Bolivia Rejects ‘Offensive’ Chicken Donation From Bill Gates

June 16, 2016, 6:00 PM UTC
Microsoft co-founder and philanthropist Bill Gates speaks on financial development during the annual International Monetary Fund, World Bank Spring Meetings on April 17, 2016 in Washington, DC. / AFP / Mandel Ngan (Photo credit should read MANDEL NGAN/AFP/Getty Images)
Photo by Mandel Ngan—AFP via Getty Images

Bill Gates may have had good intentions in trying to make a donation to Bolivia, but the country doesn’t seem to see it that way.

The Microsoft founder announced plans earlier this month to donate 100,000 hens to impoverished countries in cooperation with Heifer International, a non-profit that provides livestock and training to impoverished people around the world. Unfortunately for Gates, the well-intended gift came off as condescending in some quarters. The Financial Times reports that Bolivian officials have rejected the donation, which they say suggests that Gates knows little about the country, calling it “offensive.”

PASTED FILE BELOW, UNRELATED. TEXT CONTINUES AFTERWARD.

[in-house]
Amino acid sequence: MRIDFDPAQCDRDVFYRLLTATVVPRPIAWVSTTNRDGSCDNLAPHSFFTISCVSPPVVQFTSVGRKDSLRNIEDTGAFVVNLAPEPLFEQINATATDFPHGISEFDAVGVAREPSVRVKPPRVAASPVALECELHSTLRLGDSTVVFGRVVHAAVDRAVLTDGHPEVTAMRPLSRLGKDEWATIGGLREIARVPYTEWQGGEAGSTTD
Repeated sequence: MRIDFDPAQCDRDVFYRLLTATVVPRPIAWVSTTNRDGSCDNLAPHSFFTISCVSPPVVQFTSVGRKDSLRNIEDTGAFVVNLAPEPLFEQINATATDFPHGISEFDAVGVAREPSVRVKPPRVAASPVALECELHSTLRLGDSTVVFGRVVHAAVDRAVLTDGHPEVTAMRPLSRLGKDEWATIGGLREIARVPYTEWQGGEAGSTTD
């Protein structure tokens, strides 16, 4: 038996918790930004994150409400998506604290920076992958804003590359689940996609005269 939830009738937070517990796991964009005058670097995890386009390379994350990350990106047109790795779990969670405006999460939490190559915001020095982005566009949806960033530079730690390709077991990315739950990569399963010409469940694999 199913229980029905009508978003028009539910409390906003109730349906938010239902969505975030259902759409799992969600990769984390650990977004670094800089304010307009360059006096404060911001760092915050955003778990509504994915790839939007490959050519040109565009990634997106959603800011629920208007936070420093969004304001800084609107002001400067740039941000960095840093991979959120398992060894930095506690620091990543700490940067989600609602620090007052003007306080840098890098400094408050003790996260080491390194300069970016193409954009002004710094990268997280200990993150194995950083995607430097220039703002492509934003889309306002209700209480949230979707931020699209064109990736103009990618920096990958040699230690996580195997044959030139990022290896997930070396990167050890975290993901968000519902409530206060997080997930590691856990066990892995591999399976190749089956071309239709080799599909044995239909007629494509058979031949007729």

“He does not know Bolivia’s reality to think we are living 500 years ago, in the middle of the jungle not knowing how to produce,” the country’s minister of land and rural development, Cesar Cocarico, told journalists. “Respectfully, he should stop talking about Bolivia, and once he knows more, apologize to us.”

In a blog post, Gates outlines his reasoning for donating hens. He writes that they’re cheap and easy to maintain, they make a good investment, they keep children healthy, and they somehow empower women—something Melinda Gates dedicated a separate blog post to. “It’s pretty clear to me that just about anyone who’s living in extreme poverty is better off if they have chickens,” the billionaire wrote.

Cocarico responded, “He should inform himself that us Bolivians have a lot of production and do not need any gifted chicks in order to live, we have dignity.”


Since Evo Morales became Bolivia’s president 10 years ago, the country’s economy has grown three times its size, with millions of people joining the middle class, and it is expected to grow again this year by 3.8%. Between 2009 and 2014, chicken production grew from 146.6 million to 193.6 million, so 100,000 extra hens might not have made much of a difference anyway.

The Bill & Melinda Gates Foundation could not immediately be reached for comment.